b.         Laban did not want Jacob to leave (v.27)

1)         Laban’s reason was not that he would miss his daughters and grandchildren. His reason was greed.

2)         He did not want to lose the special blessing of God that he was enjoying while Jacob worked for him. Note what he said in v.27.

a)         He had learned by experience that God blessed him because of Jacob. That says a lot for Jacob’s testimony.

b)         Jacob had many faults, but he had a real relationship with God. The Bible does not tell us anything about Jacob’s fellowship with God during those years, but we do know that God blessed him.

O  None of us is perfect, but if we have a personal relationship with the Lord through salvation, and we keep that relationship flourishing, others ought to notice. (See “A Flourishing Relationship with God”)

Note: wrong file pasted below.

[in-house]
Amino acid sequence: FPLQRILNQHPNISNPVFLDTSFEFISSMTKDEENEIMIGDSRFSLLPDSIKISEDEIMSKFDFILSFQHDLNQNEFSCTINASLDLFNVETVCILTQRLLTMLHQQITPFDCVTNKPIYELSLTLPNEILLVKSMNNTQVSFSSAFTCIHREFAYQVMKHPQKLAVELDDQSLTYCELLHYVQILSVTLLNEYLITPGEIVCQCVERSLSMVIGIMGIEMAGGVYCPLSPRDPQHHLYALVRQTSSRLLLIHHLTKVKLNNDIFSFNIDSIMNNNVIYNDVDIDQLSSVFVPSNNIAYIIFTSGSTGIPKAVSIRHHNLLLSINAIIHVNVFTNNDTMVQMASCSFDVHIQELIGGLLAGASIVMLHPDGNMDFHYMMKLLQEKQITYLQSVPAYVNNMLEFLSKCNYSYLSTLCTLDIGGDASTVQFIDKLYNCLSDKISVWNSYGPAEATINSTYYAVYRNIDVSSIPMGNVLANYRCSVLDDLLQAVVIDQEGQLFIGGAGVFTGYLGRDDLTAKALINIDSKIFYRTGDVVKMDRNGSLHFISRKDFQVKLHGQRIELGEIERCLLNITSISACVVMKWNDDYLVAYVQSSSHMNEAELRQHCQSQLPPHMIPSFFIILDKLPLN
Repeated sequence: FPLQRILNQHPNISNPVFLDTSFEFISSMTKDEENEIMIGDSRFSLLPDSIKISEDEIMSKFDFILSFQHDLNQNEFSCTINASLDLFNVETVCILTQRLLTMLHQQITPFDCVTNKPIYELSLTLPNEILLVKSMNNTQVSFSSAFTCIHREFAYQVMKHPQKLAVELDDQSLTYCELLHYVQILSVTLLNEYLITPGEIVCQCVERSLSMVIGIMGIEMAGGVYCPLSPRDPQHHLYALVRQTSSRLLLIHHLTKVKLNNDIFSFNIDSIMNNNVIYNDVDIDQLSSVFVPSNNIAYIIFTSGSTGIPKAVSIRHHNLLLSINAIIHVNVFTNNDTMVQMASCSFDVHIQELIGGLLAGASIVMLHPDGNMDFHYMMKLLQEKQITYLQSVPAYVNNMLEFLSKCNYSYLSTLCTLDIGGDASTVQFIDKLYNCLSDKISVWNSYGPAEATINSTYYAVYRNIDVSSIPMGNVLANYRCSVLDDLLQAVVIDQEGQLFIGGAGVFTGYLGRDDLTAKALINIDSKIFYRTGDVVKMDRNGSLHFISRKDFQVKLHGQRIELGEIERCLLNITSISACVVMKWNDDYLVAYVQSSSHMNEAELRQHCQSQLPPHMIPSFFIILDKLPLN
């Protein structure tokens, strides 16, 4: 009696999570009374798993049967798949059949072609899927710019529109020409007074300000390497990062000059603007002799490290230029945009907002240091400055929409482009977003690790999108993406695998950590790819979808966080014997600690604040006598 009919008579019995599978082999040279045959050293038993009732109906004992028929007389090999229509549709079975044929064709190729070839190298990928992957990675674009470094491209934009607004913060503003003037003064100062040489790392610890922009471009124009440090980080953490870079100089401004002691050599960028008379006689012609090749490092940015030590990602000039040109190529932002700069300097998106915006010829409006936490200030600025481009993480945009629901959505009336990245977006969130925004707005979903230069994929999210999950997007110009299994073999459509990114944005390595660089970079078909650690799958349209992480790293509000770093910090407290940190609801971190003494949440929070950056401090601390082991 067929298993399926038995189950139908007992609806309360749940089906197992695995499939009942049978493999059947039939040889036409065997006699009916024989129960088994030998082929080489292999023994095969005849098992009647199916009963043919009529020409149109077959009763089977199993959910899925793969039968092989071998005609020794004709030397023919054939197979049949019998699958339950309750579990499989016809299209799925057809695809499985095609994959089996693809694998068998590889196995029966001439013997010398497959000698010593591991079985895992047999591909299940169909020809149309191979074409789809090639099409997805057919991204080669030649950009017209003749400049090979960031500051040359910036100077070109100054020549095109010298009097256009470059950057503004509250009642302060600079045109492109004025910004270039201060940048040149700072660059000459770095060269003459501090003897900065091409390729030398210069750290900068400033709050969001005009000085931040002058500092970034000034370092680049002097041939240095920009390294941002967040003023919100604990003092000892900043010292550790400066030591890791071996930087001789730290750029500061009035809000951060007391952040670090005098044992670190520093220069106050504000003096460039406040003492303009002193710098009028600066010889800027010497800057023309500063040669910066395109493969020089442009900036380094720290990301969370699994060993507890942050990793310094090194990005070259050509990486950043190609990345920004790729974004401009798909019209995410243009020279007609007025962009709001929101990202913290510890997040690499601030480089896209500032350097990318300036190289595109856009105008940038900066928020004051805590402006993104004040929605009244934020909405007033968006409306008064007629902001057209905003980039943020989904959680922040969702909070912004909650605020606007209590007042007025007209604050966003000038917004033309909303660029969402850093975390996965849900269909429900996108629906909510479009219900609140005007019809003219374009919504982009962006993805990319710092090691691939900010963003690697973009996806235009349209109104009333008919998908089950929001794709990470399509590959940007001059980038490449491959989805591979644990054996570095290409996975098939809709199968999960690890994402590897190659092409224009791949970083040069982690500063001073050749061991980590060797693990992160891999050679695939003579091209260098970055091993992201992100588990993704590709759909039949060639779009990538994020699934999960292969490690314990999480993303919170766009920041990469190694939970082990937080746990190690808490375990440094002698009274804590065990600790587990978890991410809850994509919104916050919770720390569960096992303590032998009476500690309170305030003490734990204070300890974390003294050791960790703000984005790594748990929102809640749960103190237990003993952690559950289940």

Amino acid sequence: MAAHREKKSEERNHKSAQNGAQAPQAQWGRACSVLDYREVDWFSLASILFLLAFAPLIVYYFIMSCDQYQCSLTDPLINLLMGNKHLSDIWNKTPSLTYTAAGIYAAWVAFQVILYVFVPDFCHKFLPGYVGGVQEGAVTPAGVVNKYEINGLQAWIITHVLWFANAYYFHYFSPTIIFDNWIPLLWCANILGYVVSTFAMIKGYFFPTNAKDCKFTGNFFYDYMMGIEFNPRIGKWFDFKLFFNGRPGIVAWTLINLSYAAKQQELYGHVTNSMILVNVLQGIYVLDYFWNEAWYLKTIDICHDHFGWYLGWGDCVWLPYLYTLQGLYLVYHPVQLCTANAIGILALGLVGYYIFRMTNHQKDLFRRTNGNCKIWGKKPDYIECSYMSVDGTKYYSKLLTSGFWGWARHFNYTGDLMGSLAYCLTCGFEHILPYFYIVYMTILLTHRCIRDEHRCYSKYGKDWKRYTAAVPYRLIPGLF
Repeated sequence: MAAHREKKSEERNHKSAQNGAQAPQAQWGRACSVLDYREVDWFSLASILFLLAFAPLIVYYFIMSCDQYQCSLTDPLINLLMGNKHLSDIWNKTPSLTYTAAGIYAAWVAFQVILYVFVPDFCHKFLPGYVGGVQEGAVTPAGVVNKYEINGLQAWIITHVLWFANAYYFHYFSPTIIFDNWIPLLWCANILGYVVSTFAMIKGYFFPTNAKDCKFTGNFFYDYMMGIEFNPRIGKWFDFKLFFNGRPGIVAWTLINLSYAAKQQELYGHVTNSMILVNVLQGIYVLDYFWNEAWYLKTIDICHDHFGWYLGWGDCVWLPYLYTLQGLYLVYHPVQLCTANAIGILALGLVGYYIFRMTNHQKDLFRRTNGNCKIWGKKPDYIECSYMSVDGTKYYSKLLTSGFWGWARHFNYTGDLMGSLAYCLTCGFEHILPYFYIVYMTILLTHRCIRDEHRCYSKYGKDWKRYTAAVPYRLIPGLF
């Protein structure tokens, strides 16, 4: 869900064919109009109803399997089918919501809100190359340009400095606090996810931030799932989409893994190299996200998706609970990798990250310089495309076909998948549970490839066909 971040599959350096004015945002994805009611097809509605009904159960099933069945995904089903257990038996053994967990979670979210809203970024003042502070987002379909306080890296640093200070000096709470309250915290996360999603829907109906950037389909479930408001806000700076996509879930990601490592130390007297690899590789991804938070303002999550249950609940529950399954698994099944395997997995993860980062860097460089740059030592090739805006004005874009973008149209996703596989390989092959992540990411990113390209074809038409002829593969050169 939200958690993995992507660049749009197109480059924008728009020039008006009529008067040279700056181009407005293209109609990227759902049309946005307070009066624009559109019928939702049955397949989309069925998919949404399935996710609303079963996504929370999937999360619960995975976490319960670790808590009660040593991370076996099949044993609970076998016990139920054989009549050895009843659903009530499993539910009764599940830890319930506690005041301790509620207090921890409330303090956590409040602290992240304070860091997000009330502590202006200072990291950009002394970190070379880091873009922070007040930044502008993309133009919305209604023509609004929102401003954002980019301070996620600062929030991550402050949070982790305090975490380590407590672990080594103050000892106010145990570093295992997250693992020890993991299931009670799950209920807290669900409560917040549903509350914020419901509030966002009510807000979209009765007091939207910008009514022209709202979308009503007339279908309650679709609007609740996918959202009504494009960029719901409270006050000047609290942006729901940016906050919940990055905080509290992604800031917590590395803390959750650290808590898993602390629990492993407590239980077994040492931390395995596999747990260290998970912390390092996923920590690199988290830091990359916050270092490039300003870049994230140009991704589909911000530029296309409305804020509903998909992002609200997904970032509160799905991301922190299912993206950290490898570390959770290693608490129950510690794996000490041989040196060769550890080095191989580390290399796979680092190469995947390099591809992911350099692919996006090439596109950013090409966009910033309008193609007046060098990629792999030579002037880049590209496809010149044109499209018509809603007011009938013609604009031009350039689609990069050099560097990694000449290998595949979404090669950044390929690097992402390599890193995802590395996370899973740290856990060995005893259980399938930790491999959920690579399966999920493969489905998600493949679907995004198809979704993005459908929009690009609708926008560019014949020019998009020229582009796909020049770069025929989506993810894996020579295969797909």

2.        Jacob’s Deal with Laban

a.         Laban offered to let Jacob choose his wages (v.28)

1)         Jacob reminded Laban of how his cattle (flocks) had grown from little to many in the 14 years he had been his hired man (v.29-30)

2)         Then Jacob asked how he was to provide for his own house? So far, he had received food and shelter but nothing else.

3)         Jacob said, “Thou shalt not give me anything” (v.31). Then in the next sentence, he asked for something. What does this mean? I believe he was saying, “Do not give me anything you value.” Then he asked for the speckled, spotted, and brown sheep and for the speckled and spotted goats.

²  Since in Oriental countries sheep are commonly white and goats black, the number of speckled and spotted animals (i.e. sheep with little spots and largo patches of black, and goats with little or large points of white, in their hair) would be unusually small. Pulpit

4)         Jacob’s request was very modest – Laban would take the “prize” sheep and goats and Jacob would take the “few” with these poor quality markings.